Économie et Statistique n° 451-452-453 - Macroeconomic modeling : continuity, tensions
Lawrence Klein and the Emergence of Macroeconomic Modelling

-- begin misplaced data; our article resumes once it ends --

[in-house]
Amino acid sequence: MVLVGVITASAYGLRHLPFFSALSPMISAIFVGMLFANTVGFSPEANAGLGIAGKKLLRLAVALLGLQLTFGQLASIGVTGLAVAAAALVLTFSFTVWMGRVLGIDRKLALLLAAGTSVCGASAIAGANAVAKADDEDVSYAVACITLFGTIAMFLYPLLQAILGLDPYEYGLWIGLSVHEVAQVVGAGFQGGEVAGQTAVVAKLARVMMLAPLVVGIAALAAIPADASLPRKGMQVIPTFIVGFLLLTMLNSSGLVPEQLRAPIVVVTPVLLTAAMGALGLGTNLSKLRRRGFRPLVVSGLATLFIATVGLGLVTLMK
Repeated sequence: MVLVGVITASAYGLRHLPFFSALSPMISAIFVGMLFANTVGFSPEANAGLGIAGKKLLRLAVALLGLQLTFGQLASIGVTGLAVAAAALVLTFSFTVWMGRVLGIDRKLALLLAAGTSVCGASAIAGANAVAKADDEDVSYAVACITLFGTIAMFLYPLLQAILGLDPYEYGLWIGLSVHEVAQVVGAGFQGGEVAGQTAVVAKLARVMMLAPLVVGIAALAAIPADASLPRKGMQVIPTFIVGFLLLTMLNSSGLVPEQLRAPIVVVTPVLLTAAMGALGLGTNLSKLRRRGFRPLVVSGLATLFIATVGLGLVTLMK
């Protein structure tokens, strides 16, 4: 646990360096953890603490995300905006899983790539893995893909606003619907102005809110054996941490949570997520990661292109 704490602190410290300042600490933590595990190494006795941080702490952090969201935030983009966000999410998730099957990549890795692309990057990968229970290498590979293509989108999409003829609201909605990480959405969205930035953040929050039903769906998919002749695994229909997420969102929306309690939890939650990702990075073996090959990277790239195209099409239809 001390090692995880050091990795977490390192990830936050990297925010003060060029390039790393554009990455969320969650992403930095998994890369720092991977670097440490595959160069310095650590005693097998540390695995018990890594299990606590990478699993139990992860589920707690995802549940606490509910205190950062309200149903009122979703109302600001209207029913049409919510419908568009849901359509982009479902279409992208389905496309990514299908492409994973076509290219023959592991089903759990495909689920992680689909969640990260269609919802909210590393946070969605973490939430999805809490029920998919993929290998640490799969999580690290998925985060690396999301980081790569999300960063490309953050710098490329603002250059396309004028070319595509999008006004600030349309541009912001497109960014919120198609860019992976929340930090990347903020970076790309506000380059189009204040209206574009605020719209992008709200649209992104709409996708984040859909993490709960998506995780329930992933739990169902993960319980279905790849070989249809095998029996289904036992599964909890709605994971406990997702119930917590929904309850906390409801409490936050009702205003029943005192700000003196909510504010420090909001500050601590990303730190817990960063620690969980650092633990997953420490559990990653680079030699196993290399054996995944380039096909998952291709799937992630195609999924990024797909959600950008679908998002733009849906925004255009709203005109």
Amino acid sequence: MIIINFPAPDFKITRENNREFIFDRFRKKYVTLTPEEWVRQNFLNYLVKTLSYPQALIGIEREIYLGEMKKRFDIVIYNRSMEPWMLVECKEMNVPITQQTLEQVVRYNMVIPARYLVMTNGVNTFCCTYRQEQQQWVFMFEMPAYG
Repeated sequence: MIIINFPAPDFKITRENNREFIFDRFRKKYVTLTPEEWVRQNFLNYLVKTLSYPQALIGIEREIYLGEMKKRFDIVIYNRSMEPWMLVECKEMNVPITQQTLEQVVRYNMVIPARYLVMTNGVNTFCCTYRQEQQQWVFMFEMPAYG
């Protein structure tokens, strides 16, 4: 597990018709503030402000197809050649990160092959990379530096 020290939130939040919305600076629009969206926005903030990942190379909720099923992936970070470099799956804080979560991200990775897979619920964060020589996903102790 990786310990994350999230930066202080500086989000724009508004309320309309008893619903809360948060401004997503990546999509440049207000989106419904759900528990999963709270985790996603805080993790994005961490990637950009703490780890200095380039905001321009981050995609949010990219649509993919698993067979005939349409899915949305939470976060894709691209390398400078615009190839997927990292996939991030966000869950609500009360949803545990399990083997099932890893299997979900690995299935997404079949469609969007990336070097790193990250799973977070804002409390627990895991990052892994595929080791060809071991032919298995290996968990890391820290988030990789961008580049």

This article revisits the genesis of modern macroeconometrics by describing the transition from John Maynard Keynes's seminal work, The General Theory of Employment, Interest and Money to the Klein-Goldberger model, regarded as the starting point for neo-Keynesian macroeconomic modelling. The first two parts discuss the antecedents of Lawrence Klein's work. At the outset, Keynes was reluctant to accept the econometric work of Jan Tinbergen. Franco Modigliani then reworked John Hicks's inaugural model into what later became the standard version of the IS-LM model. After outlining this basic context, we study Klein's intellectual itinerary. We highlight the fact that Klein set out to give macroeconomics a rigorous microeconomic foundation but gradually moved away from this goal for operational reasons. Moreover, Klein undertook the empirical work with which his name is associated because he wanted to use factual evidence to determine who-of the classical economists or Keynes-was right. We show that Klein failed to achieve this goal, having made the mistake of confusing the natural unemployment rate and involuntary unemployment. Klein's example illustrates a broader phenomenon: the gap between intention and outcome. The fact that certain intellectual contributions end up being viewed as milestones does not necessarily mean that the intentions that guided them have been fulfilled.